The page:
Medline ® Abstract for Reference 3
of 'Clinical features, evaluation, and treatment of retroperitoneal soft tissue sarcoma'
Retroperitoneal sarcoma: a population-based analysis of epidemiology, surgery, and radiotherapy.
Porter GA, Baxter NN, Pisters PW
BACKGROUND: No population-based studies of retroperitoneal sarcoma (RPS) have been conducted, and the use and timing of adjuvant radiotherapy for RPS is controversial. The objective of this study was to examine the incidence and treatment of RPS, specifically regarding the use of adjuvant radiotherapy.
METHODS: The Surveillance, Epidemiology, and End Results (SEER) database was used to evaluate the incidence of RPS over a 29-year period (1973-2001). The rate of surgery, the rate and timing of adjuvant radiotherapy, and the influence of demographic factors on treatment were evaluated.
RESULTS: A total of 2348 cases of RPS were identified. The mean annual incidence of RPS was 2.7 cases per 10(6) persons and did not change significantly over time (2.6 in 1973 vs. 2.8 in 2001; P = .92). Most patients (1654; 70.4%) underwent surgical resection. Radiotherapy was used in 428 patients (25.9%) who underwent surgery; radiation was given postoperatively in 366 (85.5%), preoperatively in 20 (4.7%), and intraoperatively or unknown in 42 (9.8%). Patients who received any adjuvant radiotherapy were on average 5 years younger than those who underwent surgery alone (P<.0001). Radiotherapy was more commonly used among whites than African Americans (25.8% vs. 16.7%; P = .02) and there was significant variation in the use of adjuvant radiotherapy by geographic location (P = .003). On multivariate analysis, race (P = 0.004), age (P<.0001), and geographic location (P = .006) were independently associated with the use of adjuvant radiotherapy.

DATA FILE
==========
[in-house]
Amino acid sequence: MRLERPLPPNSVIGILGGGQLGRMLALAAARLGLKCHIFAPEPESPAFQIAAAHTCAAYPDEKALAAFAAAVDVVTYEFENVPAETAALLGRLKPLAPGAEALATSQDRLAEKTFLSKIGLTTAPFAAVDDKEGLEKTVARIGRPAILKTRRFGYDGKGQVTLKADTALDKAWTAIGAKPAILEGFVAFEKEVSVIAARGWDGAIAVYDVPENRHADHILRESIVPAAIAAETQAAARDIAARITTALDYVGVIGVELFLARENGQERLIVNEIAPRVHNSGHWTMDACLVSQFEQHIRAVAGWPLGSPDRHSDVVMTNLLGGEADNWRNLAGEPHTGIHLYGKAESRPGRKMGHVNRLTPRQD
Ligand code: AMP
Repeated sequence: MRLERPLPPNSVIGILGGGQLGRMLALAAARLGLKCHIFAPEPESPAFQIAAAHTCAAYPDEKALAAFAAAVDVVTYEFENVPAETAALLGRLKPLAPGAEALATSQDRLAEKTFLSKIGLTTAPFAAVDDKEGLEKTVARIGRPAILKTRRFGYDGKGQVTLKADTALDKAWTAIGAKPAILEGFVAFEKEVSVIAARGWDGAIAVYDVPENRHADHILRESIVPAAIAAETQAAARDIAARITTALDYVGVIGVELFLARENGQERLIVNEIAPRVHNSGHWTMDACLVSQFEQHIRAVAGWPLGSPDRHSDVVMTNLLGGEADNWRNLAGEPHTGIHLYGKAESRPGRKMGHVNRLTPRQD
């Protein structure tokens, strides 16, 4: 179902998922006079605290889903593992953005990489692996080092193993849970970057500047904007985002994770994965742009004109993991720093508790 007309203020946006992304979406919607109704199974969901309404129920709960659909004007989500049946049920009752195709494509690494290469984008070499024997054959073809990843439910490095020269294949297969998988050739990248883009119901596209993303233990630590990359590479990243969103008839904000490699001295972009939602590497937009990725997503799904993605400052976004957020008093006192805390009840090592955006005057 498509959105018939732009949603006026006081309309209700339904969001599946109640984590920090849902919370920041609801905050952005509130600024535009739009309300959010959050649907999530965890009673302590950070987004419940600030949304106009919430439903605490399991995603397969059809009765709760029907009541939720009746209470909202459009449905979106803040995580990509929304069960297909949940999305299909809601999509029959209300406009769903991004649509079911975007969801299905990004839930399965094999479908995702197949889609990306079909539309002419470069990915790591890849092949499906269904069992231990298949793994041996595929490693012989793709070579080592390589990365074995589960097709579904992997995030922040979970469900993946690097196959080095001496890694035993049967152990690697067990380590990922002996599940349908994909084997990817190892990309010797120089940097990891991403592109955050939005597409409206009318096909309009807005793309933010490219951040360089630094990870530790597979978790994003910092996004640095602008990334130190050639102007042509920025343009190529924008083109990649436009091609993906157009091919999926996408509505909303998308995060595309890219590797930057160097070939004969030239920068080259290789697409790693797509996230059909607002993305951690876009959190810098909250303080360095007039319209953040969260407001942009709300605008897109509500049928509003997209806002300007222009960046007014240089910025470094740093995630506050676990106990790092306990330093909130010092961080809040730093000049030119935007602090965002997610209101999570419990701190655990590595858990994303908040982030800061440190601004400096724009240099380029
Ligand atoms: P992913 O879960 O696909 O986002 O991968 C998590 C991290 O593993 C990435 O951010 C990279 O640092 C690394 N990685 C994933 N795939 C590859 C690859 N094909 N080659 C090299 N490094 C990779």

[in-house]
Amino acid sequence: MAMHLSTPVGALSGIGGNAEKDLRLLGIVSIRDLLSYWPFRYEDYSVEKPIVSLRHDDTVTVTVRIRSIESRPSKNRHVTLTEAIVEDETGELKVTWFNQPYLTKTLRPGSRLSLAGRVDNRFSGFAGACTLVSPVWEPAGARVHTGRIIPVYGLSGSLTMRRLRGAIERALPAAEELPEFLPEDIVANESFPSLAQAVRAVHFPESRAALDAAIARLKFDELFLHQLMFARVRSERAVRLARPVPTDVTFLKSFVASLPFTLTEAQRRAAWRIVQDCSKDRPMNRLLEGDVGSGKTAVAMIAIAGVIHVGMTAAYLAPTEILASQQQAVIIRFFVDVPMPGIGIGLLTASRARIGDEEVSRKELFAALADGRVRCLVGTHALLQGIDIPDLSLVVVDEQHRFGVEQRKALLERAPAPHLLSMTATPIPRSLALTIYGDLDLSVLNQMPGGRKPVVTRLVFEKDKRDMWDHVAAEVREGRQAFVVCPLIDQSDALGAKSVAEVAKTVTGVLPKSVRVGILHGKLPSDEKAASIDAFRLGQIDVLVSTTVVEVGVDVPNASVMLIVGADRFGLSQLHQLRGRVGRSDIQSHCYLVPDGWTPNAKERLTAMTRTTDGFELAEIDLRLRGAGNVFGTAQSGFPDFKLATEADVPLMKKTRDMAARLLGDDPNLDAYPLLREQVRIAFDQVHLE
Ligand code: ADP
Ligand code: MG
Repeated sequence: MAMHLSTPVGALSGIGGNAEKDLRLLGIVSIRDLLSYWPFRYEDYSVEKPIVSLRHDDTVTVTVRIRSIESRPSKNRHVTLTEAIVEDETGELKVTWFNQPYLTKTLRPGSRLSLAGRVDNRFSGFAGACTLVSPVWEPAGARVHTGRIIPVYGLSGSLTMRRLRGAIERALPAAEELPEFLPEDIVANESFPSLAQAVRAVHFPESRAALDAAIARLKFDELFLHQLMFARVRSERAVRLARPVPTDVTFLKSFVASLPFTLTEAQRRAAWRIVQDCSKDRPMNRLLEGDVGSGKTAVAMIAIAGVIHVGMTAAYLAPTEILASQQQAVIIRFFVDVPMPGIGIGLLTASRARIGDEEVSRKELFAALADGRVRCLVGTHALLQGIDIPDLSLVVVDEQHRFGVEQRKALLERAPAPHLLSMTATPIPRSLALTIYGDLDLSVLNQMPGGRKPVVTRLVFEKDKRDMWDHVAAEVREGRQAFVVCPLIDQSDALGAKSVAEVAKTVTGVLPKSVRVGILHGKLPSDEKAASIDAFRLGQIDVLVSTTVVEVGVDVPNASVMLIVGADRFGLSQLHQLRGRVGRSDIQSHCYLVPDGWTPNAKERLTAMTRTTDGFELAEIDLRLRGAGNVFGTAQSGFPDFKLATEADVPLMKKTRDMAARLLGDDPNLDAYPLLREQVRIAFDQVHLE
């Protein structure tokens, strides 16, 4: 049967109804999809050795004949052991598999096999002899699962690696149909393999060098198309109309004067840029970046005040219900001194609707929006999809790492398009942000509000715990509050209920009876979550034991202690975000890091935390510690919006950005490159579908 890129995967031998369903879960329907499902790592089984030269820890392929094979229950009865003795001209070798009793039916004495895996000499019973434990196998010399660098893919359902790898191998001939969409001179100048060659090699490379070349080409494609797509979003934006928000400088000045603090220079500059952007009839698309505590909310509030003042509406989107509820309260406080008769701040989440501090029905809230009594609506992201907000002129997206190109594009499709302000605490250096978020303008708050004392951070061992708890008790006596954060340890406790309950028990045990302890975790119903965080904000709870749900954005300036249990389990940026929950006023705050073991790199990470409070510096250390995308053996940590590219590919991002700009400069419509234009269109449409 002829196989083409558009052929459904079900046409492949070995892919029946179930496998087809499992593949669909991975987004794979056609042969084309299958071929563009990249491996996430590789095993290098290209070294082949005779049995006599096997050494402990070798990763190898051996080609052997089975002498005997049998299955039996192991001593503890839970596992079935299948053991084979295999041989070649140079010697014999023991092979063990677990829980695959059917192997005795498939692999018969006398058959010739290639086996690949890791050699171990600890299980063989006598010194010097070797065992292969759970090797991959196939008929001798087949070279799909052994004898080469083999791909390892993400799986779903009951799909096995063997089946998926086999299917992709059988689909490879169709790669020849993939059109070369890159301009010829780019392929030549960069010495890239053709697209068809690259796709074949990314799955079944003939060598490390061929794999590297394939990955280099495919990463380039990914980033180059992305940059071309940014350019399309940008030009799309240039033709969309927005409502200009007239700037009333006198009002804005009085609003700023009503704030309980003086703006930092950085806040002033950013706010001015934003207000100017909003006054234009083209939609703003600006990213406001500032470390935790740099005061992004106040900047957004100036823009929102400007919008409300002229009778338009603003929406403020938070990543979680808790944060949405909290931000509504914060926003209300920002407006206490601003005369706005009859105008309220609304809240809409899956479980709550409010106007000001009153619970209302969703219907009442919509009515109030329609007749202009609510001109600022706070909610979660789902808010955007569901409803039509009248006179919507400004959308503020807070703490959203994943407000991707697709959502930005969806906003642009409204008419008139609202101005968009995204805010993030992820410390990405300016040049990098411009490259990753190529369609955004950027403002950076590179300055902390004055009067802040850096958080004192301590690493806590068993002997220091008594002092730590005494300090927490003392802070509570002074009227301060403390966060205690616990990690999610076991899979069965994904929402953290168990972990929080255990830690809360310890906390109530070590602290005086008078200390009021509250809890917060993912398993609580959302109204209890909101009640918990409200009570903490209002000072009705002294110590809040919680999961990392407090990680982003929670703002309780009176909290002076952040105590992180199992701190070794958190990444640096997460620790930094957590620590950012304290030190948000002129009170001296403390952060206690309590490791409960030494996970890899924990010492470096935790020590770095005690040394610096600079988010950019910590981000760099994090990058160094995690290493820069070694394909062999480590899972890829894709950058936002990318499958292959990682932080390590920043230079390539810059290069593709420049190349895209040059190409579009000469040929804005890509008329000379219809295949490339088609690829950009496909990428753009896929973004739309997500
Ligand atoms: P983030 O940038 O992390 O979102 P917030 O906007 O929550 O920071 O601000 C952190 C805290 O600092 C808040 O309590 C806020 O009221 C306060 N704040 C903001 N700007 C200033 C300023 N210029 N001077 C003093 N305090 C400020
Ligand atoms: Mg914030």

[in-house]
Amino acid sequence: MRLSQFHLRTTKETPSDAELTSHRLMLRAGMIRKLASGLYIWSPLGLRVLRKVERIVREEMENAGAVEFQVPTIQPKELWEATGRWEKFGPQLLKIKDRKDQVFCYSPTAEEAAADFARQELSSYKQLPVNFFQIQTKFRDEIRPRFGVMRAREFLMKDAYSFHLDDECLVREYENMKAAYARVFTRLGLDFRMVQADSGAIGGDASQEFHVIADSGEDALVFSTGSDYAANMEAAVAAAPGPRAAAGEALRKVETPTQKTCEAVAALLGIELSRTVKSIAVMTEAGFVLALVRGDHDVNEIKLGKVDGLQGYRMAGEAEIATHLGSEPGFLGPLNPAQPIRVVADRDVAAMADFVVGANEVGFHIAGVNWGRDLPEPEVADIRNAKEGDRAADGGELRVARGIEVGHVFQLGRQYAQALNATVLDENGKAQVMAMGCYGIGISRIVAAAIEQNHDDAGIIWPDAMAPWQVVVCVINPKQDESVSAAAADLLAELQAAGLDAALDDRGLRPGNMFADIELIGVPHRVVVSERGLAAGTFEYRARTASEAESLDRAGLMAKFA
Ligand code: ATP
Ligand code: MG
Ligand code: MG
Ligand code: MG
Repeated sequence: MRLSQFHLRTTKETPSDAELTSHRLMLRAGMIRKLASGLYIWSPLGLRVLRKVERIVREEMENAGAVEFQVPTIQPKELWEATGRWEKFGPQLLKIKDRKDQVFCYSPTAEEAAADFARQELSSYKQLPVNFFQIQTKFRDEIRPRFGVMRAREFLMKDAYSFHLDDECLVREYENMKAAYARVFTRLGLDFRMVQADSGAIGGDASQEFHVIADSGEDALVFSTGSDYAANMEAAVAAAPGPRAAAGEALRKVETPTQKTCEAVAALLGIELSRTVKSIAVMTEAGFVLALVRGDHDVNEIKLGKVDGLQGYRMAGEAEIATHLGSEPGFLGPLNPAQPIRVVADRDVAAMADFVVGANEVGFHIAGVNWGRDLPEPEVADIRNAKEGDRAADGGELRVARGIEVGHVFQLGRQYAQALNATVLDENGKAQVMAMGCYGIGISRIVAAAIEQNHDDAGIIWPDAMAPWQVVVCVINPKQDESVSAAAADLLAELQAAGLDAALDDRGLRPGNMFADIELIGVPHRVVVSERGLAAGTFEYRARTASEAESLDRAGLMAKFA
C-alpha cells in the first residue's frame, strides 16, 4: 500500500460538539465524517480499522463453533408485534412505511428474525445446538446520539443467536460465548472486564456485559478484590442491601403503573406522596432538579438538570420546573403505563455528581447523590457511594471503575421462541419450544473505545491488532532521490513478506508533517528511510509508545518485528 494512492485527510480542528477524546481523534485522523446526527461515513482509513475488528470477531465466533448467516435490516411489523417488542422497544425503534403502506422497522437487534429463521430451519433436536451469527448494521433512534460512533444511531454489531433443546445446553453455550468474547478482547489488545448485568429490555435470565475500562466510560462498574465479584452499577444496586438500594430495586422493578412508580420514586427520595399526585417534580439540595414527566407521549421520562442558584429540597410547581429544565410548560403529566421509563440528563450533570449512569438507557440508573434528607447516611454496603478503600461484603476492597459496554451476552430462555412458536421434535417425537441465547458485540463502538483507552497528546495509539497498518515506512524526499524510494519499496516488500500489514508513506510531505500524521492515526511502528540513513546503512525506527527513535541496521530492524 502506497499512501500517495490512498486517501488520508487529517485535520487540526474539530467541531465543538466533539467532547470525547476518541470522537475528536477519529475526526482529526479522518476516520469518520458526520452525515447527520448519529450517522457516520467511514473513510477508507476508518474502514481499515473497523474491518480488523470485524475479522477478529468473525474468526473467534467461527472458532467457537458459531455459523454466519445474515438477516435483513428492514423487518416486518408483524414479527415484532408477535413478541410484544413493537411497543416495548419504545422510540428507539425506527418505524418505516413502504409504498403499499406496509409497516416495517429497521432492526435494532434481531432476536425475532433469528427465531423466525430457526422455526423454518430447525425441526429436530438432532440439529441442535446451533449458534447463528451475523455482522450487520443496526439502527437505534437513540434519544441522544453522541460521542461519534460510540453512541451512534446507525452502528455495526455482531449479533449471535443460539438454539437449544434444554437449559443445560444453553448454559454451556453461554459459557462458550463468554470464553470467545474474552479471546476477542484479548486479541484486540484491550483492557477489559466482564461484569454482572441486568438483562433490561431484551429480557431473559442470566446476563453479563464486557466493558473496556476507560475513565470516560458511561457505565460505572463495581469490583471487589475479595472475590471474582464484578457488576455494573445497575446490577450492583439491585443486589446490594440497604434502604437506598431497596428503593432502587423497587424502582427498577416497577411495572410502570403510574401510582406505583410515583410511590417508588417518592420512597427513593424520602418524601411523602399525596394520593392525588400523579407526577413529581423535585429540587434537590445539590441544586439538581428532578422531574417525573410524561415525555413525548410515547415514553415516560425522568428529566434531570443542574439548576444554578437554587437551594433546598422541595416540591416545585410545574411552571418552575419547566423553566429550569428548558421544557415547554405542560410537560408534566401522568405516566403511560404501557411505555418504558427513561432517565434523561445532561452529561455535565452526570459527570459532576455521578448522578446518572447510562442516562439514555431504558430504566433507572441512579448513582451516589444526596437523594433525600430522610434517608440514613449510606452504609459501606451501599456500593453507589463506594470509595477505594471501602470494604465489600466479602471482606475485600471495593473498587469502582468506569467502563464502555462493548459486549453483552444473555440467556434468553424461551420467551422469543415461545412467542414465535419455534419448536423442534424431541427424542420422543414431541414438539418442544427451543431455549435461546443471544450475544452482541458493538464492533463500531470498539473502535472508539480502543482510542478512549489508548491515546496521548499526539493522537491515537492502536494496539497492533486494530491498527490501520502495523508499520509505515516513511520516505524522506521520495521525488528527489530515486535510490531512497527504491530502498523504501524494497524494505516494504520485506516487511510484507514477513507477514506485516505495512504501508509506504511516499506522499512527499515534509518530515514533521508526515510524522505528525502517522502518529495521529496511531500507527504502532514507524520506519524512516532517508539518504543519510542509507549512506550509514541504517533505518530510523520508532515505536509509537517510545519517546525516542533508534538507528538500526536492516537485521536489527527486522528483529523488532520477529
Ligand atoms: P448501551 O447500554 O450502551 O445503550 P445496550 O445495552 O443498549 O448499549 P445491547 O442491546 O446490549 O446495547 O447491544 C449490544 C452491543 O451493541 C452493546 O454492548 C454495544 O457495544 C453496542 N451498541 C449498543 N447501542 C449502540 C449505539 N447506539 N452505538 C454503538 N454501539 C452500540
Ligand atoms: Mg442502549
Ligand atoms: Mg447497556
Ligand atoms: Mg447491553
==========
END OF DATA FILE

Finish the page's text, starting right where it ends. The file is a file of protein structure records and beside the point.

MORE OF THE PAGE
CONCLUSION: The incidence of RPS, a rare disease, appears stable. Most patients who undergo surgery do not receive any adjuvant radiotherapy, and very few receive preoperative radiotherapy. Differences in adjuvant radiotherapy use related to demographic and geographic factors suggest that at least some treatment variations reflect differences in individual and institutional practice patterns.
Department of Surgery, Dalhousie University, Halifax, Nova Scotia, Canada. Geoff.Porter@dal.ca